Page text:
The Polaroid brand has new owners

PLR IP Holdings, LLC, the owner of the Polaroid brand and related intellectual property, has been acquired by a group of investors led by the Smolokowski family. The new owners acquired 100% of the shares, effective May 5, 2017, from the Pohlad family, Gordon Brothers, Hilco Global and others.

The lead investor in the new ownership group, Wiaczeslaw (Slava) Smolokowski, is a Polish businessman and investor with holdings in the energy, biotech and real estate sectors. He is the co-founder of Mercuria Energy Group Limited, one of the world’s largest commodity trading houses.

Mr. Smolokowski is also the majority shareholder of The Impossible Project, the company that purchased the last remaining Polaroid factory in 2008 and continues to manufacture instant film for legacy Polaroid cameras.

Polaroid is an iconic brand known the world over for pioneering and perfecting instant photography – both in the analog and digital eras. 2017 marks the 80th anniversary of the venerable company’s founding. Today, Polaroid products are sold in over 100,000 retail stores in more than 100 countries throughout the world.

"I’d like to thank the outgoing board members and shareholders for their outstanding leadership and support over the last several years,” said Scott Hardy, President and CEO of Polaroid. “Under their stewardship, we achieved the tremendous growth and success that has led us to where we are today. We are also very pleased to welcome the new ownership group to the Polaroid family, and excited to begin writing the next chapter in the story of the Polaroid brand.”

“We are very pleased that this strategic transaction unites the Polaroid brand with its heritage – a move that’s exciting for both the buyer and the Twin Cities-based Polaroid team,” said Jann Ozzello Wilcox, chief investment officer for the Pohlad organization. “It was important to us that the headquarters remain here, and that management and the employees not only retain, but expand their roles with the new owner’s exciting plans for the brand’s future.”

“The transformation Polaroid has achieved is a credit to the brand’s strength. We’re proud to have been a part of it and know it will be in good hands under its new ownership,” said Ken Frieze, CEO of Gordon Brothers.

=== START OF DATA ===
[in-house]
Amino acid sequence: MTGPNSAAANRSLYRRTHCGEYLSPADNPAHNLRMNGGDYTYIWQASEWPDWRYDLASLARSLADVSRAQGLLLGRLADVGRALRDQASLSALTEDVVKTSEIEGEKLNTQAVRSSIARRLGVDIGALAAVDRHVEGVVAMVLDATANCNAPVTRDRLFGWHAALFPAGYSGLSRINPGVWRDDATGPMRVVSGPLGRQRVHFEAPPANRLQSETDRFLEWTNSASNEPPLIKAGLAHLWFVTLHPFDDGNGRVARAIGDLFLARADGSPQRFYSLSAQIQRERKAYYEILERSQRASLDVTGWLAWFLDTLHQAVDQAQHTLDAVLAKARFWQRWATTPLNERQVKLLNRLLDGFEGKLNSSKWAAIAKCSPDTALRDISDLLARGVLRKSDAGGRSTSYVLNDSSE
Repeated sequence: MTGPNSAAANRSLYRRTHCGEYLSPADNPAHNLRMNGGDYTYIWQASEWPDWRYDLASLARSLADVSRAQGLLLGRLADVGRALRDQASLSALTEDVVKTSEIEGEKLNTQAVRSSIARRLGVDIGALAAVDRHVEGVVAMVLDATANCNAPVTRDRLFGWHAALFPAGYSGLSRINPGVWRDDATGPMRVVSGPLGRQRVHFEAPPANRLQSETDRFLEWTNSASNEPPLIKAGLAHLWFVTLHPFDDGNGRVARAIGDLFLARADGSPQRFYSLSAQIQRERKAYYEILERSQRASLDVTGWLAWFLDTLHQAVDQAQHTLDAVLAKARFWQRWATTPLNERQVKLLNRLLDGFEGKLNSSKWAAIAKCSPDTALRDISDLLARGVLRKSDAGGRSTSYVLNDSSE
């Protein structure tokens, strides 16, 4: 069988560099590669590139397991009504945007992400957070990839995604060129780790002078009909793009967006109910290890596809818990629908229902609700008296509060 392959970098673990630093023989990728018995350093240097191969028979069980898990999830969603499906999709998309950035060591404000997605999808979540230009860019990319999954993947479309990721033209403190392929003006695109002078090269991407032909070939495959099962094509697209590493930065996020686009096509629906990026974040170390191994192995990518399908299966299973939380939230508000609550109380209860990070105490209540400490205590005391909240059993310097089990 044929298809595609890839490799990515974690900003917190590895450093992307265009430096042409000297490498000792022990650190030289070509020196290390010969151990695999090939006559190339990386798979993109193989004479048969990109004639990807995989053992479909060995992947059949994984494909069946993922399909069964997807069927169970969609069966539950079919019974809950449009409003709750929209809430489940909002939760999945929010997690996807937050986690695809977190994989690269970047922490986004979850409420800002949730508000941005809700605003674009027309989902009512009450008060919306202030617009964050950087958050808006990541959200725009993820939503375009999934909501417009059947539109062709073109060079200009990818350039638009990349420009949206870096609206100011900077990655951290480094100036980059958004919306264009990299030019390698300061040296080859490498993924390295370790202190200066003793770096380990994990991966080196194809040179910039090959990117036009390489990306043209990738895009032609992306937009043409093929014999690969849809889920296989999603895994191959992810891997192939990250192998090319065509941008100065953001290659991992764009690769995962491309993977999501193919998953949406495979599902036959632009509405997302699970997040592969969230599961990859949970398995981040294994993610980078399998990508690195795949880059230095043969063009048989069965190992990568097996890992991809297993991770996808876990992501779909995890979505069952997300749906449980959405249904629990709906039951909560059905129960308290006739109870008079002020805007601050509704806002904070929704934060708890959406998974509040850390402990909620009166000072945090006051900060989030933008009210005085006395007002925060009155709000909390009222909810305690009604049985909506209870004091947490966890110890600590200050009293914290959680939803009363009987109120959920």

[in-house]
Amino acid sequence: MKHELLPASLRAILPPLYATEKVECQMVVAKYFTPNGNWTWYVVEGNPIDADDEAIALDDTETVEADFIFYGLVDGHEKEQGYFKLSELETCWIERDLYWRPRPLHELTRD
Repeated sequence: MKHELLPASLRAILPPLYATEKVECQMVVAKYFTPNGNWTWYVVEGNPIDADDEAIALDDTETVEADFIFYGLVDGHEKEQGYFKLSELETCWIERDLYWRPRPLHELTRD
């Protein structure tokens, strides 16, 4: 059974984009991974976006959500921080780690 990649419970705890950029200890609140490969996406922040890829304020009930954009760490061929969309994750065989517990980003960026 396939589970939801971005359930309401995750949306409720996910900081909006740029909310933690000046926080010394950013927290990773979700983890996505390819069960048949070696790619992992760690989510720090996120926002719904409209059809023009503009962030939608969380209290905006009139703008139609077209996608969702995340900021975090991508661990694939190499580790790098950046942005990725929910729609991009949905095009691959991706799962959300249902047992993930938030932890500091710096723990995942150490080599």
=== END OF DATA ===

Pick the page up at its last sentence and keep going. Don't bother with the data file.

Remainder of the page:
Polaroid’s headquarters and management team will remain in Minnetonka, Minnesota. The company also maintains offices in New York City and Hong Kong, with plans for expansion into other international offices.

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  • waterengineer

    I wish them great luck and fortune. I hope the industry supports them and that someone find it possible to enter the market with a new camera, as the legacy cameras become old and more rare.

  • Hubertus Bigend

    Back in the analog days, I didn’t care for Polaroid – as an SLR shooter, I only saw it as an expensive way of sacrificing both image quality and versatility of the camera for getting an immediate result. (Back then, I didn’t know that there was such a thing as a Polaroid back for medium format cameras to produce proofs before shooting on real film…)

    Today, with all the digital technology and whatnot, we do get immediate results from all kinds of cameras – but we still don’t get prints, except if we carry printers which are bulky and have limited battery life even if we only want postcard-sized images.

    Which is why Fujifilm is so successful with their Instax cameras. And why I believe Polaroid might get a real chance to get back into business, if they only restart doing what they used to be great at.

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